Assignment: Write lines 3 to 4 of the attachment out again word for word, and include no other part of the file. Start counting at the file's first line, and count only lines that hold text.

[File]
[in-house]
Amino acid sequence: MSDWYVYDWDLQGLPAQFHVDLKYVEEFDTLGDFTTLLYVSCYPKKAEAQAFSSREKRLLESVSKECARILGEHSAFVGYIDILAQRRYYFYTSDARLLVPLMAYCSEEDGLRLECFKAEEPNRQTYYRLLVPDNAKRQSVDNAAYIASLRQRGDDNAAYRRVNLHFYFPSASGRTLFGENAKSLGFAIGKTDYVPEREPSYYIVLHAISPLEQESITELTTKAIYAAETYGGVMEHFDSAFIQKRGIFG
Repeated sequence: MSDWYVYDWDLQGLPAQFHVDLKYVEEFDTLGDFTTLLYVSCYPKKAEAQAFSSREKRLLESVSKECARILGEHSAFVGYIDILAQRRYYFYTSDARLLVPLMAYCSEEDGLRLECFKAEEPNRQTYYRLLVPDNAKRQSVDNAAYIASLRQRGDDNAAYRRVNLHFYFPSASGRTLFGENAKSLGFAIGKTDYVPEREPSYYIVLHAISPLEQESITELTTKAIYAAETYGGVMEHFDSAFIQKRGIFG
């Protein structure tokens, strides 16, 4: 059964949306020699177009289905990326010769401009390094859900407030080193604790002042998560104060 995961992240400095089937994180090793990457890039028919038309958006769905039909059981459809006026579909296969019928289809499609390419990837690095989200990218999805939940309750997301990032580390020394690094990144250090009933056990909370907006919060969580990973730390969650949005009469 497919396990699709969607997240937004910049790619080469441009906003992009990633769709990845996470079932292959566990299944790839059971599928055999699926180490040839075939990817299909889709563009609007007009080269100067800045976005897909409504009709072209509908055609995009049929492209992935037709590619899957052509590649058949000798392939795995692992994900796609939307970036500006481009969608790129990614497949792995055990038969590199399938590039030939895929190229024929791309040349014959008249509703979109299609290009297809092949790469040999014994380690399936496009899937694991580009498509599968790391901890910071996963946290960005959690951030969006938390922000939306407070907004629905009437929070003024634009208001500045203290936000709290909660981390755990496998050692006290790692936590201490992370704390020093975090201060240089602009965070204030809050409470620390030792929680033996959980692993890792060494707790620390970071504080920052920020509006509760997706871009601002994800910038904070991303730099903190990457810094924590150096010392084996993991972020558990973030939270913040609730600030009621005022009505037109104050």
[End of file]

Repeated sequence: MSDWYVYDWDLQGLPAQFHVDLKYVEEFDTLGDFTTLLYVSCYPKKAEAQAFSSREKRLLESVSKECARILGEHSAFVGYIDILAQRRYYFYTSDARLLVPLMAYCSEEDGLRLECFKAEEPNRQTYYRLLVPDNAKRQSVDNAAYIASLRQRGDDNAAYRRVNLHFYFPSASGRTLFGENAKSLGFAIGKTDYVPEREPSYYIVLHAISPLEQESITELTTKAIYAAETYGGVMEHFDSAFIQKRGIFG
């Protein structure tokens, strides 16, 4: 059964949306020699177009289905990326010769401009390094859900407030080193604790002042998560104060 995961992240400095089937994180090793990457890039028919038309958006769905039909059981459809006026579909296969019928289809499609390419990837690095989200990218999805939940309750997301990032580390020394690094990144250090009933056990909370907006919060969580990973730390969650949005009469 497919396990699709969607997240937004910049790619080469441009906003992009990633769709990845996470079932292959566990299944790839059971599928055999699926180490040839075939990817299909889709563009609007007009080269100067800045976005897909409504009709072209509908055609995009049929492209992935037709590619899957052509590649058949000798392939795995692992994900796609939307970036500006481009969608790129990614497949792995055990038969590199399938590039030939895929190229024929791309040349014959008249509703979109299609290009297809092949790469040999014994380690399936496009899937694991580009498509599968790391901890910071996963946290960005959690951030969006938390922000939306407070907004629905009437929070003024634009208001500045203290936000709290909660981390755990496998050692006290790692936590201490992370704390020093975090201060240089602009965070204030809050409470620390030792929680033996959980692993890792060494707790620390970071504080920052920020509006509760997706871009601002994800910038904070991303730099903190990457810094924590150096010392084996993991972020558990973030939270913040609730600030009621005022009505037109104050």